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Old 21st August 2006, 02:10 AM   #17
poobah is offline poobah  United States
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BINGO... give those men a beer! Who said ESL & ESR?... 2 beers!

sawrey,

If were caps were caps... things would be so simple. Dude, I'm on your side... no silver wire, teflon boards, and pointy wooden things on the bottom of the CDP for me.

This one is worth a dig though... keep in mind, I did qualify this by saying that much depends on the PSRR of your load. The better that is, the less of problem regulation and noise blocking become. But alot of "zen" circuitry abounds these days, some with good reason. Many of these designs place higher demands on the PSU. Without a noise spec... no one can say what's wrong or right anyway.

I admire people putting $15 line filters on their gear... rather than $1500 power cords. The power line gets dirtier by the day. While we will be pushed into PFC power supplies that will preserve the sine... the hash goes up as well.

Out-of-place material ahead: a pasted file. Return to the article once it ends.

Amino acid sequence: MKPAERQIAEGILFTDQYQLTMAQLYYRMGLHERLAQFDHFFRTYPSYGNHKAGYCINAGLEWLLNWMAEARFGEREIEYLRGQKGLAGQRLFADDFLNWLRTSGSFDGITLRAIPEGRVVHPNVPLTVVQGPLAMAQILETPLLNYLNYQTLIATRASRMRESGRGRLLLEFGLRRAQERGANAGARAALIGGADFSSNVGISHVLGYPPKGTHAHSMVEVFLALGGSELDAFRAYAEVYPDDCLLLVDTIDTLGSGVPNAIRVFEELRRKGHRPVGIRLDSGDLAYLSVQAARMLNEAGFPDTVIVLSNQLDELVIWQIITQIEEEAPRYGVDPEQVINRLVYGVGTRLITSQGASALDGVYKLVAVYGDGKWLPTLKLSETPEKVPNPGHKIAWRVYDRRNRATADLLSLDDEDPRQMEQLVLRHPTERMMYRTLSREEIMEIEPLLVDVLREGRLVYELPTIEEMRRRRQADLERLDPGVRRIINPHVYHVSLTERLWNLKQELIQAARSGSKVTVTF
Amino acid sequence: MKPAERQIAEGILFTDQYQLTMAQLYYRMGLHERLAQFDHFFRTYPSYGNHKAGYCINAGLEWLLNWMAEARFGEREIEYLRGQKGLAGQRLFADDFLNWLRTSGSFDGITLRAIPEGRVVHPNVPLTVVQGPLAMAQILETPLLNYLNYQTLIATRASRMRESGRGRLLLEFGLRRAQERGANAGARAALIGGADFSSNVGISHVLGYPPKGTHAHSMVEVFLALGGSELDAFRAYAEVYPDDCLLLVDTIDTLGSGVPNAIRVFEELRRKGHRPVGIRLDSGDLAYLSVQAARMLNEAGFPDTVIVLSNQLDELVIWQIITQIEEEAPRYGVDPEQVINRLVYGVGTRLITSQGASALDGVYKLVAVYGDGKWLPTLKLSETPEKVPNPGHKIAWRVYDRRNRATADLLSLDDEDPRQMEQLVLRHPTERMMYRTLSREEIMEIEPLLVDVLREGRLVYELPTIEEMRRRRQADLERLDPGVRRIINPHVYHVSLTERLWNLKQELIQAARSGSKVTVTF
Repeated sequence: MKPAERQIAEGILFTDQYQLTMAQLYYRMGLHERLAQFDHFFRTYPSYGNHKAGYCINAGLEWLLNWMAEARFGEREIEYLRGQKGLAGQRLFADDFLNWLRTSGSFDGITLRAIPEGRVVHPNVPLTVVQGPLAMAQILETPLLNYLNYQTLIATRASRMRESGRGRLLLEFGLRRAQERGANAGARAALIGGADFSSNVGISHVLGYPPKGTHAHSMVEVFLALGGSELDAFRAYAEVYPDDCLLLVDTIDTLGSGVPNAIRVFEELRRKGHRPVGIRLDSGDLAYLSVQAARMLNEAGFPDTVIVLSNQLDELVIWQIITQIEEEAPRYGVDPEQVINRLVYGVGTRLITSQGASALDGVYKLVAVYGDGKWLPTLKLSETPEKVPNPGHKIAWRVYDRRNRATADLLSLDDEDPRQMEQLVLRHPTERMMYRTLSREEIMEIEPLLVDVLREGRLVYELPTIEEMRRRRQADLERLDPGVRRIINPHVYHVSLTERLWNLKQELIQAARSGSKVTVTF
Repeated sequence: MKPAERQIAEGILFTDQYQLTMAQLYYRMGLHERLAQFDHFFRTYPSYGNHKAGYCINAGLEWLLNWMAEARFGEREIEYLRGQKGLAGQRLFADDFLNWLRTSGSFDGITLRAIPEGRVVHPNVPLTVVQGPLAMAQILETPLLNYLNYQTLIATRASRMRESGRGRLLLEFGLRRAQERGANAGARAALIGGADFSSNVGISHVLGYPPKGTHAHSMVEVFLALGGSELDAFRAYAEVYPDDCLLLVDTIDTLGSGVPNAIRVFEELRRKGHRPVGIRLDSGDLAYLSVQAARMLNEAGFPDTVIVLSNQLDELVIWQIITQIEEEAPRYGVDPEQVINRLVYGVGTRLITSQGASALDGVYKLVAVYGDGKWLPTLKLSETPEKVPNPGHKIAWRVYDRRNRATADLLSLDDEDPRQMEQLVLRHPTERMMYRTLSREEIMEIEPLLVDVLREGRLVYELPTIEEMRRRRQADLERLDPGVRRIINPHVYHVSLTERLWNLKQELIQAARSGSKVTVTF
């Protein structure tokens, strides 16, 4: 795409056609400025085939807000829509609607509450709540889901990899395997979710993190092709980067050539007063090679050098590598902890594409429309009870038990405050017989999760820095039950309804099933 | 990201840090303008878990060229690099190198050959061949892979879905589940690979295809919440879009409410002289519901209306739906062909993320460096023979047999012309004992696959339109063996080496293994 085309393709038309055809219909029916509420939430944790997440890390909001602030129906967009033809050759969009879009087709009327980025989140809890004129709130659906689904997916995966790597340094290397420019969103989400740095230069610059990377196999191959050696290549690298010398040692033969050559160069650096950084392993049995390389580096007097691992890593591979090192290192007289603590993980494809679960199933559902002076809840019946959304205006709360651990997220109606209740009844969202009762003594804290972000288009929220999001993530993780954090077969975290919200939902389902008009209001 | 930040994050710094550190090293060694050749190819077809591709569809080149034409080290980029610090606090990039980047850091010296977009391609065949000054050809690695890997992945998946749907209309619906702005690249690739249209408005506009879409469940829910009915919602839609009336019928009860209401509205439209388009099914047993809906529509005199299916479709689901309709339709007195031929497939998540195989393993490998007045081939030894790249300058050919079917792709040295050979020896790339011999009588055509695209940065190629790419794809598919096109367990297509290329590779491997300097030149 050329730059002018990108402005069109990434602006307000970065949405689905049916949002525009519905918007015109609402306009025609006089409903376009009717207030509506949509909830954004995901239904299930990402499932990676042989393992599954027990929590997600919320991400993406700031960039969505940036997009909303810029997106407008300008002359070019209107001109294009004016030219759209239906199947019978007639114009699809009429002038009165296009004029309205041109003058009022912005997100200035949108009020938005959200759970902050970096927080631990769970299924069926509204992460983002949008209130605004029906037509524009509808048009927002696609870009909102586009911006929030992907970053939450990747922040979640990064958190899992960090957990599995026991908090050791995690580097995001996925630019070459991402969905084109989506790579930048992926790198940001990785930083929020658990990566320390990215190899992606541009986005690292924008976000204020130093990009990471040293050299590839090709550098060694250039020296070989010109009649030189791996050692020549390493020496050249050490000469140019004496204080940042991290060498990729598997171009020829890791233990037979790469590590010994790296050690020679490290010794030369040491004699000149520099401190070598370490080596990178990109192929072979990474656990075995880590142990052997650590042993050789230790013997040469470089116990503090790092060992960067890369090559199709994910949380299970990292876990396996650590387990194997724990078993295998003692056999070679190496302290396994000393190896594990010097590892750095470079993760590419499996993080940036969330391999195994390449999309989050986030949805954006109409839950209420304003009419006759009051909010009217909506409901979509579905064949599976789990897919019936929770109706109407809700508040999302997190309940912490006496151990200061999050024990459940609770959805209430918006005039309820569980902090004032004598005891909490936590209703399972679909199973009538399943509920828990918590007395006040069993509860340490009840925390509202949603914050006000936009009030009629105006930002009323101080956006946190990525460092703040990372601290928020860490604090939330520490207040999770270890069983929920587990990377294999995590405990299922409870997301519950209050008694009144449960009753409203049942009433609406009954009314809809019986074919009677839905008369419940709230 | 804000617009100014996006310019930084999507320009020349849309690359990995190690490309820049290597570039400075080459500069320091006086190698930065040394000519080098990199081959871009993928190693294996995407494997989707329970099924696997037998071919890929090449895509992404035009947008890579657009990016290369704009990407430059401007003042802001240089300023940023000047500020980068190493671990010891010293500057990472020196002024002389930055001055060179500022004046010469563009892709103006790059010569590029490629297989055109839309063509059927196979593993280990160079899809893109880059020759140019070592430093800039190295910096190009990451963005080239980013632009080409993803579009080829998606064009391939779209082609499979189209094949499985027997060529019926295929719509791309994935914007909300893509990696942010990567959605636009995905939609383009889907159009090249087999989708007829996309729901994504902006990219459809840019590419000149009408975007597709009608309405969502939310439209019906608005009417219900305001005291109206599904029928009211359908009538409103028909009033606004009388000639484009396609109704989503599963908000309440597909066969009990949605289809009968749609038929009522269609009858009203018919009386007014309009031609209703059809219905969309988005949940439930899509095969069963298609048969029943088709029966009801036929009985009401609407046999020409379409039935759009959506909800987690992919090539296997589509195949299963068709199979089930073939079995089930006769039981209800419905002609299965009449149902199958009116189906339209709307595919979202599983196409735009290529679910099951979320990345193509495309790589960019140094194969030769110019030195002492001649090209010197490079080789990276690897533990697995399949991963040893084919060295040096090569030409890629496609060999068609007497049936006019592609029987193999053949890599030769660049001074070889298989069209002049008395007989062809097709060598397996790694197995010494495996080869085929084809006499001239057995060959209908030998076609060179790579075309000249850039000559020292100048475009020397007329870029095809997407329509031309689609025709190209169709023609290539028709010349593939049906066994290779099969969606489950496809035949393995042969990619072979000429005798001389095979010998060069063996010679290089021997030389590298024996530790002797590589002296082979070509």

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Old 21st August 2006, 02:19 AM   #18
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I don't want this to get silly, but most people know you put good high quality RF (.1uf, etc.) caps across all loads that need them. This is in addition to the bulk caps across the regulator.

I know it depends on the PSRR of the load; just show me a real example where 2 series regulators in series make sense. Oh, I know about line frequency 'preregulators' used a couple of decades ago.
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Old 21st August 2006, 02:21 AM   #19
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Default $15 v. $1500 line filters and gear